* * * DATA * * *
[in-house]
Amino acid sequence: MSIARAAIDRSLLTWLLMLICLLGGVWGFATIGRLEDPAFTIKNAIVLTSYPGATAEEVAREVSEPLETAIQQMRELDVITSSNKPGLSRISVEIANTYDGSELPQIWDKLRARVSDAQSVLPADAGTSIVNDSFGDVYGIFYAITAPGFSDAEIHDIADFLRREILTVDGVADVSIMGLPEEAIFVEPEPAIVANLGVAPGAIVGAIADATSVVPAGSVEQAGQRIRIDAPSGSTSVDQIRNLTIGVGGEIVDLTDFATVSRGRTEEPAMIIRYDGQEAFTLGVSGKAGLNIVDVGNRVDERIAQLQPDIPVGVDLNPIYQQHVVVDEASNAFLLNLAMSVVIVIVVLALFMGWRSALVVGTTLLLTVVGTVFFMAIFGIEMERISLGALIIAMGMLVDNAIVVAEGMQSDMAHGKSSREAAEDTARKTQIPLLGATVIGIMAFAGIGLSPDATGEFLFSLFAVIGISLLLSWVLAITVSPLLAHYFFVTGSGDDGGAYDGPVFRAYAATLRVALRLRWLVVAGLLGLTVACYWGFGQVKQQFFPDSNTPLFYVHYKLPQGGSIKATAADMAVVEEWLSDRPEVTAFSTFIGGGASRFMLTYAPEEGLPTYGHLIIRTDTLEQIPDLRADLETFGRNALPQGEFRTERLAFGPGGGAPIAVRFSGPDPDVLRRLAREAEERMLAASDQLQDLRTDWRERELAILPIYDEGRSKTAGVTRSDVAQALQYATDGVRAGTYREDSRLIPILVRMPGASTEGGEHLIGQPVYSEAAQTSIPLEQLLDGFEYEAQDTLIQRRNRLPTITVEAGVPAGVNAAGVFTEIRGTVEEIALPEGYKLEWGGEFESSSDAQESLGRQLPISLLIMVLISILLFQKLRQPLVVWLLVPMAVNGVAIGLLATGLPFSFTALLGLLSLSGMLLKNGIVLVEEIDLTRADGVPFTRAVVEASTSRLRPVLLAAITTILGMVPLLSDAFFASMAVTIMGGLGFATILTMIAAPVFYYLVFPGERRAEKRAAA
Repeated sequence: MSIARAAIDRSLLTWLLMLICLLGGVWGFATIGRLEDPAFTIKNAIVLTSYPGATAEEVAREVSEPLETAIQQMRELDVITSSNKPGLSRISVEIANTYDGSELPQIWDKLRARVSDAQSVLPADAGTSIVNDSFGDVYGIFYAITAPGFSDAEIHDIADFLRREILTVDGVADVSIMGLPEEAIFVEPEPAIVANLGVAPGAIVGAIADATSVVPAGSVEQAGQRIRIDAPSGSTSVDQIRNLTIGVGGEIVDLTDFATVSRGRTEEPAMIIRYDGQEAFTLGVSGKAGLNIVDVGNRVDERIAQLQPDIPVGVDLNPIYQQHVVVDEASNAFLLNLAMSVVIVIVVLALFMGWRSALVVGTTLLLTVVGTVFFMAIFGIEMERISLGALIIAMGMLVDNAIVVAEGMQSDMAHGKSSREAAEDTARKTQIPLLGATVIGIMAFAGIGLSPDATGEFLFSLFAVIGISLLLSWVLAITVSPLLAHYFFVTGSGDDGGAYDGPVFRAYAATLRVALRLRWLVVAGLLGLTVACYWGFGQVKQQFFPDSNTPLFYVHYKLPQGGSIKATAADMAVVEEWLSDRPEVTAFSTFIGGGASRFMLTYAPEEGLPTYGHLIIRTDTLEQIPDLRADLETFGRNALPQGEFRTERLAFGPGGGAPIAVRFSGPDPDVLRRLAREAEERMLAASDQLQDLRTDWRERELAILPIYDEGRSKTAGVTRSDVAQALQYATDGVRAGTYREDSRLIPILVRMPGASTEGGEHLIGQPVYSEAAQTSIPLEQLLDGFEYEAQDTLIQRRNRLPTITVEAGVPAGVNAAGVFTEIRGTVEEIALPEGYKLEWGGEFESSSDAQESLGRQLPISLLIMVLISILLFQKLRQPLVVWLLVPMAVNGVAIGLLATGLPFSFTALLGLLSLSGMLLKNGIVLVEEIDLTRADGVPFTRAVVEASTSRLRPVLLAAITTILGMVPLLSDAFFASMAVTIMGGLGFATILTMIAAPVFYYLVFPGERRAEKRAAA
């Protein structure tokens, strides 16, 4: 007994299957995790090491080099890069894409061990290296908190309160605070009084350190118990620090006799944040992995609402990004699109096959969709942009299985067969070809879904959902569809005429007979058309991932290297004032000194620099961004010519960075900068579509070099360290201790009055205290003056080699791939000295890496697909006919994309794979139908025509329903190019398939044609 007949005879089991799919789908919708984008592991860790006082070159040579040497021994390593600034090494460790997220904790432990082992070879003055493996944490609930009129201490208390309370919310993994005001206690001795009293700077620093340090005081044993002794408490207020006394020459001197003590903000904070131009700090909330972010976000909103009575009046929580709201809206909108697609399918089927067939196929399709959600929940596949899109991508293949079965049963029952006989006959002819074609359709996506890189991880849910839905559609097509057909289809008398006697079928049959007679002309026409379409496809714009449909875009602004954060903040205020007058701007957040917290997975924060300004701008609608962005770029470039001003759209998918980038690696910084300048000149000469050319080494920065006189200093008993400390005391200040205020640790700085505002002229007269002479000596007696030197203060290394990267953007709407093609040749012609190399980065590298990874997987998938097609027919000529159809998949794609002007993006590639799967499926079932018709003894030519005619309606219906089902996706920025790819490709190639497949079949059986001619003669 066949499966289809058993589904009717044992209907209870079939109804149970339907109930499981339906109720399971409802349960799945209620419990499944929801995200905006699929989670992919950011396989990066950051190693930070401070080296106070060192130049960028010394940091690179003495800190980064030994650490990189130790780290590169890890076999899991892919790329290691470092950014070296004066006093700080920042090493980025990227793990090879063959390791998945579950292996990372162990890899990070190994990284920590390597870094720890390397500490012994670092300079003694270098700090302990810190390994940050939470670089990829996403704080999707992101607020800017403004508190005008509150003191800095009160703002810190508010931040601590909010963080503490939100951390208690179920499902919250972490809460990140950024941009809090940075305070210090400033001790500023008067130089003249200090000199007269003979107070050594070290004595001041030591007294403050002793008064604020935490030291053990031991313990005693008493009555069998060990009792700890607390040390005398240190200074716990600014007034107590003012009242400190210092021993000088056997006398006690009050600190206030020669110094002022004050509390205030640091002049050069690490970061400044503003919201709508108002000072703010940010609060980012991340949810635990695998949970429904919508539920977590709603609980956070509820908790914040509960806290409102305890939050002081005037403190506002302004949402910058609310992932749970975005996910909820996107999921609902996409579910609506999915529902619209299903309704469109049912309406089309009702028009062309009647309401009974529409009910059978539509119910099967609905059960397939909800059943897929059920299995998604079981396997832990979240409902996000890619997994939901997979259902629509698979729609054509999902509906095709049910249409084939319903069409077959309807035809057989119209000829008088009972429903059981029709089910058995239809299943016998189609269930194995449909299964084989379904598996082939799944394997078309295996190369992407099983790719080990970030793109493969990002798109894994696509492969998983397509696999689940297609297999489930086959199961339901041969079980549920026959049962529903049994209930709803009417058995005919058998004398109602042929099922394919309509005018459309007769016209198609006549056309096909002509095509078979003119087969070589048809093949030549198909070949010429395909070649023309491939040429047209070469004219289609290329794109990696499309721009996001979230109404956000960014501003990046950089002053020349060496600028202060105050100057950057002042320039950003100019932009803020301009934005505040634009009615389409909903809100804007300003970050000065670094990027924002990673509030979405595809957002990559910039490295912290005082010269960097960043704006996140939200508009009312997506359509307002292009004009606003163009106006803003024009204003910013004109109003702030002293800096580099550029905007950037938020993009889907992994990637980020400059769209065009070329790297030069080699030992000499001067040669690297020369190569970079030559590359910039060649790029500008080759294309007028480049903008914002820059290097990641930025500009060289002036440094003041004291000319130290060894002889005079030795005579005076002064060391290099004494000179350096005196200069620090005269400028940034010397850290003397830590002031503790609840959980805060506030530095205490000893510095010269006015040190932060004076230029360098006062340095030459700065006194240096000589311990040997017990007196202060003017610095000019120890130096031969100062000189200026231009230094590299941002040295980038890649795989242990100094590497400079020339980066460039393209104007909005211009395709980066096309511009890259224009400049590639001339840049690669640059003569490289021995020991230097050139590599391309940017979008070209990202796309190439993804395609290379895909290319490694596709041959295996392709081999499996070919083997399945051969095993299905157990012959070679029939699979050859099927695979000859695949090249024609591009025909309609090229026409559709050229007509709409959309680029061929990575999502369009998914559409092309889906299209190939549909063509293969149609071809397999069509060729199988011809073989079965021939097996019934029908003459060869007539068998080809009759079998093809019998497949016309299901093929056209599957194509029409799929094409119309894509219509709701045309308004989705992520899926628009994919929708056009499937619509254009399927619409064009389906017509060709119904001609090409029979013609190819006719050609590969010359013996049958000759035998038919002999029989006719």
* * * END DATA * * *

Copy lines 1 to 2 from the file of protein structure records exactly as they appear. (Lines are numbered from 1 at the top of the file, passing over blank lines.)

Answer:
[in-house]
Amino acid sequence: MSIARAAIDRSLLTWLLMLICLLGGVWGFATIGRLEDPAFTIKNAIVLTSYPGATAEEVAREVSEPLETAIQQMRELDVITSSNKPGLSRISVEIANTYDGSELPQIWDKLRARVSDAQSVLPADAGTSIVNDSFGDVYGIFYAITAPGFSDAEIHDIADFLRREILTVDGVADVSIMGLPEEAIFVEPEPAIVANLGVAPGAIVGAIADATSVVPAGSVEQAGQRIRIDAPSGSTSVDQIRNLTIGVGGEIVDLTDFATVSRGRTEEPAMIIRYDGQEAFTLGVSGKAGLNIVDVGNRVDERIAQLQPDIPVGVDLNPIYQQHVVVDEASNAFLLNLAMSVVIVIVVLALFMGWRSALVVGTTLLLTVVGTVFFMAIFGIEMERISLGALIIAMGMLVDNAIVVAEGMQSDMAHGKSSREAAEDTARKTQIPLLGATVIGIMAFAGIGLSPDATGEFLFSLFAVIGISLLLSWVLAITVSPLLAHYFFVTGSGDDGGAYDGPVFRAYAATLRVALRLRWLVVAGLLGLTVACYWGFGQVKQQFFPDSNTPLFYVHYKLPQGGSIKATAADMAVVEEWLSDRPEVTAFSTFIGGGASRFMLTYAPEEGLPTYGHLIIRTDTLEQIPDLRADLETFGRNALPQGEFRTERLAFGPGGGAPIAVRFSGPDPDVLRRLAREAEERMLAASDQLQDLRTDWRERELAILPIYDEGRSKTAGVTRSDVAQALQYATDGVRAGTYREDSRLIPILVRMPGASTEGGEHLIGQPVYSEAAQTSIPLEQLLDGFEYEAQDTLIQRRNRLPTITVEAGVPAGVNAAGVFTEIRGTVEEIALPEGYKLEWGGEFESSSDAQESLGRQLPISLLIMVLISILLFQKLRQPLVVWLLVPMAVNGVAIGLLATGLPFSFTALLGLLSLSGMLLKNGIVLVEEIDLTRADGVPFTRAVVEASTSRLRPVLLAAITTILGMVPLLSDAFFASMAVTIMGGLGFATILTMIAAPVFYYLVFPGERRAEKRAAA